Review: Mission- Red Planet
Mission: Red Planet
is a game of racing to colonise Mars in a congenial, steampunk fashion. 3-5 players jostle to load their tiny astronauts into ships on the launchpad board, these land them on the planet board, and you all try and dominate regions and fulfill secret objectives in a game of area control.
That’s the idea, anyway. It’s probably written on a post-it somewhere in mission control. Mostly, you ‘ll be looking at your private hand of character cards, from which you must play one card each turn. And oh no. Oh no. You’re turning pale. You’re trembling. Opposite you, a player throws up in his mouth a little bit.
It takes 5 minutes to explain Mission: Red Planet, after which you and your friends will blast off in a game lasting 10 turns, and built from 10 excruciating decisions.
GUYS, I SAID EXCRUCIATING DECISIONS.
Here’s how it plays! The game has two boards, one showing rockets, the other showing Mars. Players drop astronauts into these rockets, like nickels into slots, with each rocket blasting off towards its preset destination the second it’s full. Once astronauts arrive in a region on Mars you’ll find out how valuable it is by turning a token face-up. At the end of turns 5, 8 and 10, whoever has the most astronauts in that region gets as many points as the region’s worth.
And then you see that hand of character cards everyone has to select from each turn. I’d recommend you explain the game before handing these to their friends, just to see their faces contort like decaying fruit as they thumb through them.
Your nine pointy characters replace your fingers, forcing you to play the game with Edward Scissorhands’ own lacerating touch.
Take no. 4, The Secret Agent. He loads two astronauts into two separate rockets, then forces any one rocket to leave early. Get the picture? Or no. 5, The Saboteur, who loads one astronaut into a rocket, then blows up a rocket on the ground. Imagine all those broken corpses on the launchpad. Imagine your friends’ mouths and body language snapping closed like mousetraps.
Think you’ve worked out who you want to deploy? Whoah there, youngster! We’re not finished. Rockets that leave (or explode) are only replaced at the end of each turn, and character cards are played in numerical order. First, anyone who chose to play the terrible Recruiter (no. 1) gets to move, and so on. So, the better the card you play, the greater the chance everyone else will fill up (or break) the rockets before you get there.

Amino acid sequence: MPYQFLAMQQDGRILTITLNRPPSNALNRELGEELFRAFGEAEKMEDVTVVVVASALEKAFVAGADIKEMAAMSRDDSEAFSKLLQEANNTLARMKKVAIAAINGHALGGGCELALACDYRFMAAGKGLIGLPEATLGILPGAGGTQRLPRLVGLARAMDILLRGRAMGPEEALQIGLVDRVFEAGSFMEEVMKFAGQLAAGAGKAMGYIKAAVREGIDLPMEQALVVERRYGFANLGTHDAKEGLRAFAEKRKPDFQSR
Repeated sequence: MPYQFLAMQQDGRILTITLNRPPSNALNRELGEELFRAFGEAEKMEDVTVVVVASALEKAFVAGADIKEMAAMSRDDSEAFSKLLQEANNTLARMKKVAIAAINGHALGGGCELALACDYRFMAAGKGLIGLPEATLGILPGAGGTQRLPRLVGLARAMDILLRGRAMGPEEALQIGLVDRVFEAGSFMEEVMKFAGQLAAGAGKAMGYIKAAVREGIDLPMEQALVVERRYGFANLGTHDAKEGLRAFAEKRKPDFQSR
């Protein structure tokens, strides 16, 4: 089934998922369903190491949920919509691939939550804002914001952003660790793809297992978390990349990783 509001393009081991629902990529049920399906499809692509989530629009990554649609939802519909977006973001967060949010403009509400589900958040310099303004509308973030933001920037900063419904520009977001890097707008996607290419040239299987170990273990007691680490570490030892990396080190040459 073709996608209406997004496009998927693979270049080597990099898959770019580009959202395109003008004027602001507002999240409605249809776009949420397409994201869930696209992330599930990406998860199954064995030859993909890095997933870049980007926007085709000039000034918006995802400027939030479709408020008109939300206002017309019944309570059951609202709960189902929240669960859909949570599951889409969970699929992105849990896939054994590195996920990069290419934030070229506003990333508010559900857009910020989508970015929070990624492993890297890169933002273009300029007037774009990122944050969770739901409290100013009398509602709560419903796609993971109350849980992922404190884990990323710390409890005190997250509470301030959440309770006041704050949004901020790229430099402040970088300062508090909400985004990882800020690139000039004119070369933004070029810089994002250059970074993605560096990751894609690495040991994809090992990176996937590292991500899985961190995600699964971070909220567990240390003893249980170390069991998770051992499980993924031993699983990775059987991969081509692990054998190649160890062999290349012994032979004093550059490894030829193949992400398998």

In other words, it’s a deft execution of risk/reward. Successfully squeezing men into spaceships has people at the table hollering like NASA’s most easily-impressed employees, while losing a turn is agonising. Embodying all of this is card no. 7, The Travel Agent, who lets you place a whopping three astronauts in one ship. Exactly one ship. If there’s not room for all three guys, they all have to stay home. THE TERRIBLE PAIN.
But every one one of these character cards is just that thrilling. The Explorer lets you shift your astronauts about on Mars, changing the game to the soundtrack of all the other players groaning. The Femme Fatale sees you placing an astronaut, and replacing an astronaut in another rocket with one of your colour, chipping away at whoever you perceive to be in the lead. The Soldier’s more vicious still- all the way at the back of the pack at no. 9, he’ll let you place two astronauts of your colour, and kill one that actually made it to the planet. BANG. Get off my martian lawn.
The longer myself and Paul play board games, the more we appreciate elegant design. We like maximalist nonsense as much as the next nerd, but the stuff that makes us swoon? It’s the designers that twist just a few rules together like a prisoner assembling a shiv.
Mission Red Planet is your actual box of shivs, because the entire game is built from materials that are either apparent or instinctive. You’ll hold your breath as the rockets on the launchpad fill up (or blow up), clasping your chosen card, waiting impatiently for your turn. You’ll bite your nails as you watch various regions of Mars fill up, the area control subgame as hypnotising as it is simple.
Because to get a bit technical for a second, the game’s basic objective of trying to move tiny bits of wood from A to B lends it a striking immediacy. A glance at the board can show you whether you’re doing well. On every turn when you manage to get all of your astronauts onto the sodding planet, you’ll thrill. Every turn when your opponents fail to get theirs into orbit, you’ll thrill.
Then you’ve got the area control game happening on the planet, which has all the laughter and tension of a rain-slick bumper car rink. The board is somehow too removed for you to take disasters seriously, but too simple for you to not lose yourself in it
I can’t recommend Mission: Red Planet enough. It’s not as grin-inducing as a Cvatil game, or as rich as a Rosenberg, because it’s providing the other thing. Mission: Red Planet is a lovely object, it takes minutes to learn, and the payoff for your tiny investment of time is a game that’s fun for every single one of the forty minutes it lasts. Wonderful.